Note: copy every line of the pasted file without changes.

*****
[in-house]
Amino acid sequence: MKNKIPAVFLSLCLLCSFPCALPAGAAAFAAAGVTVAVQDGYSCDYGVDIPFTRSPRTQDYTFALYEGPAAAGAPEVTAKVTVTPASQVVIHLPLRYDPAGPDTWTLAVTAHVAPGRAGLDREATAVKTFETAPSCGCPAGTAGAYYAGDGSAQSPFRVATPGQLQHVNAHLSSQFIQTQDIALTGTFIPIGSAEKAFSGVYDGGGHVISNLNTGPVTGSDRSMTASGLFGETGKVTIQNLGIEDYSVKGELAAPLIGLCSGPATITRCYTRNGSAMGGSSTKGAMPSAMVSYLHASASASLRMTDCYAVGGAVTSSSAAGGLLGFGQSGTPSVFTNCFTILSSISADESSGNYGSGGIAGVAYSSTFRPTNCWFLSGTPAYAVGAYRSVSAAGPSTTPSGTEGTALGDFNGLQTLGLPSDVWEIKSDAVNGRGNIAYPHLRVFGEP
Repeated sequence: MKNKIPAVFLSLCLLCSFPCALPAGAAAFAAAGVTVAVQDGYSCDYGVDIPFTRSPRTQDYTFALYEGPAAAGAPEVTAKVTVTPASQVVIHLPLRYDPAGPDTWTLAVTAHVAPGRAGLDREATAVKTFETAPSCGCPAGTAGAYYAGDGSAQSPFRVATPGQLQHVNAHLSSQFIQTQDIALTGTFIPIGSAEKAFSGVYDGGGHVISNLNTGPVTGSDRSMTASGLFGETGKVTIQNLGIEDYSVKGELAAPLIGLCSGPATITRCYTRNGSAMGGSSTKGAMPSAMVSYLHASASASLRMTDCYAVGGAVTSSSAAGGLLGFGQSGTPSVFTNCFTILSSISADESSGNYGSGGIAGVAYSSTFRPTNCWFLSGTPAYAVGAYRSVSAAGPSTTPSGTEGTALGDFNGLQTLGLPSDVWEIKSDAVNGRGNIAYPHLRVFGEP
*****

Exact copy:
[in-house]
Amino acid sequence: MKNKIPAVFLSLCLLCSFPCALPAGAAAFAAAGVTVAVQDGYSCDYGVDIPFTRSPRTQDYTFALYEGPAAAGAPEVTAKVTVTPASQVVIHLPLRYDPAGPDTWTLAVTAHVAPGRAGLDREATAVKTFETAPSCGCPAGTAGAYYAGDGSAQSPFRVATPGQLQHVNAHLSSQFIQTQDIALTGTFIPIGSAEKAFSGVYDGGGHVISNLNTGPVTGSDRSMTASGLFGETGKVTIQNLGIEDYSVKGELAAPLIGLCSGPATITRCYTRNGSAMGGSSTKGAMPSAMVSYLHASASASLRMTDCYAVGGAVTSSSAAGGLLGFGQSGTPSVFTNCFTILSSISADESSGNYGSGGIAGVAYSSTFRPTNCWFLSGTPAYAVGAYRSVSAAGPSTTPSGTEGTALGDFNGLQTLGLPSDVWEIKSDAVNGRGNIAYPHLRVFGEP
Repeated sequence: MKNKIPAVFLSLCLLCSFPCALPAGAAAFAAAGVTVAVQDGYSCDYGVDIPFTRSPRTQDYTFALYEGPAAAGAPEVTAKVTVTPASQVVIHLPLRYDPAGPDTWTLAVTAHVAPGRAGLDREATAVKTFETAPSCGCPAGTAGAYYAGDGSAQSPFRVATPGQLQHVNAHLSSQFIQTQDIALTGTFIPIGSAEKAFSGVYDGGGHVISNLNTGPVTGSDRSMTASGLFGETGKVTIQNLGIEDYSVKGELAAPLIGLCSGPATITRCYTRNGSAMGGSSTKGAMPSAMVSYLHASASASLRMTDCYAVGGAVTSSSAAGGLLGFGQSGTPSVFTNCFTILSSISADESSGNYGSGGIAGVAYSSTFRPTNCWFLSGTPAYAVGAYRSVSAAGPSTTPSGTEGTALGDFNGLQTLGLPSDVWEIKSDAVNGRGNIAYPHLRVFGEP